But despite such assurances, in the 1902–1903 school year six pupils died at the school. Drawn from distant communities including Gods Lake, Norway House, and Berens River, the youngest of these children was only seven, the oldest 16; most were in their early teens when they passed away. As Paul Hackett has shown, this pattern of declining health following admission to residential schools would continue throughout the residential school system’s history. [15] “It was sad beyond measure when we had to bury a pupil so far away from home and friends,” wrote Semmens in his memoires. “Distress keen and trying was felt when in hours of extreme illness the dear children longed for their dusky mothers and their humble wigwam homes.” [16] From the time of the school’s opening until about 1912, any child who died at the school was buried “at the lower end of the farm close to the Assinaboine (sic) River,” which would later become part of Brandon’s Curran Park, today known as Turtle Crossing. [17]

Indigenous girls with their instructor in a sewing class at the Brandon Residential School, circa 1900.

Indigenous girls with their instructor in a sewing class at the Brandon Residential School, circa 1900.
Source: United Church of Canada Archives, Toronto, 93.049P/1350N

Couched in terms of illness such as scarlet fever and “consumption,” the ill health and deaths of the pupils was underpinned by the astonishing amount of unpaid physical labour the school expected of them as part of their education, labour that not only provided a theatre where students might learn manual skills, but which underwrote the costs of school’s operations. Far from home and parents, the children at the school put in long hours planting and harvesting, milking and churning, cooking, sewing, and ironing, the weight of this work showing in their health. In 1915, Ferrier responded to criticism that the boys at the school were poorly dressed by explaining that “In the month of April there is a great deal of work to be done that the boys cannot be very tidy in their clothing in doing.” [18] Photographs and descriptions of children in the early 1900s reflect the fact that life for the students at the Brandon Industrial Institute in 1902 was one defined by hard work and heavy labour from an early age.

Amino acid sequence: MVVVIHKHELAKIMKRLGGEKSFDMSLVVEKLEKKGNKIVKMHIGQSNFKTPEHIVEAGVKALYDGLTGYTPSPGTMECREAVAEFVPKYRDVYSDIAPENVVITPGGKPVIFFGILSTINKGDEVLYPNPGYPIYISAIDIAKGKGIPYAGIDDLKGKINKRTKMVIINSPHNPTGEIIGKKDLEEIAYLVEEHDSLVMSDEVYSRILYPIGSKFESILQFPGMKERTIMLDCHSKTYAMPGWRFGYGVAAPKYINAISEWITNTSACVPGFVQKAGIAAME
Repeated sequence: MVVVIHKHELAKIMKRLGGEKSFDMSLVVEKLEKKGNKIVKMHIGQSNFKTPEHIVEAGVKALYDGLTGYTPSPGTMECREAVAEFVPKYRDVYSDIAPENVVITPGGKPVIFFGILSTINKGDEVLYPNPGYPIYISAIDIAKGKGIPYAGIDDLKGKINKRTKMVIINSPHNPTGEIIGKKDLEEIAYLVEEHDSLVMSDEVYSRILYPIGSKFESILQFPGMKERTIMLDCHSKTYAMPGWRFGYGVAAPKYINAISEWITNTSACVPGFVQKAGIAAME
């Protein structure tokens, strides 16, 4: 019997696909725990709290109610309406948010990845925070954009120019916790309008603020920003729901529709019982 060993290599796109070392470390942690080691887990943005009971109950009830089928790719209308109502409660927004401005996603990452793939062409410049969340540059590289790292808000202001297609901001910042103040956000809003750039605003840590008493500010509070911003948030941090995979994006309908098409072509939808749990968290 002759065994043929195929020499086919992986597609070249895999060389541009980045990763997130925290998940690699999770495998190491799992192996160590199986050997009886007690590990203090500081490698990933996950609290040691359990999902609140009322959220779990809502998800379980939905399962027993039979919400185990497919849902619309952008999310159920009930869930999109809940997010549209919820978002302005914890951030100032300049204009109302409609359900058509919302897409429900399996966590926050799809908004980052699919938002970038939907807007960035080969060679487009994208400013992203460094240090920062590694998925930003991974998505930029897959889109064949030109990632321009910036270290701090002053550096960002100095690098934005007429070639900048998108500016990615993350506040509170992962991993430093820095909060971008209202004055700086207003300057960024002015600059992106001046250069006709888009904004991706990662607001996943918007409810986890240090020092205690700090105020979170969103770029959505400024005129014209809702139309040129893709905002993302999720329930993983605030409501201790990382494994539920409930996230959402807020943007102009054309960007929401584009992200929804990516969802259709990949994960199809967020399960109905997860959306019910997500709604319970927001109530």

Boys tending horses and cattle around the Brandon Residential School’s barn, circa 1902.

Boys tending horses and cattle around the Brandon Residential School’s barn, circa 1902.
Source: James G. Milne (1867–1978) Collection, copy from Bill Hillman, www.hillmanweb.com/brandon/70.html

On 29 May 1912, Rev. Thompson Ferrier, Principal of the Brandon Residential School, wrote to the Secretary of the Department of Indian Affairs at Ottawa to propose the establishment of a new cemetery for children who died at the school. It would replace the previous burial ground beside the Assiniboine River that the City of Brandon was proposing to develop as a park. Ferrier noted that

“we discussed the situation, and came to the conclusion that in-as-much as the general public might have an opportunity in the future of observing this burying ground from a public park, some sentiment might arise regarding the matter, therefore I believe that it is unwise to continue burying in that plot of land.”

Source: James G. Milne (1867–1978) Collection, copy from Bill Hillman, www.hillmanweb.com/brandon/70.html

Notes

1. Library and Archives of Canada, RG10 volume 6258 file 576-9, part 2, “Memo re The Land Used by the Brandon Indian Residential School,” n.d.

2. The United Church of Canada, “Brandon Industrial Institute,” http://thechildrenremembered.ca/school-locations/brandon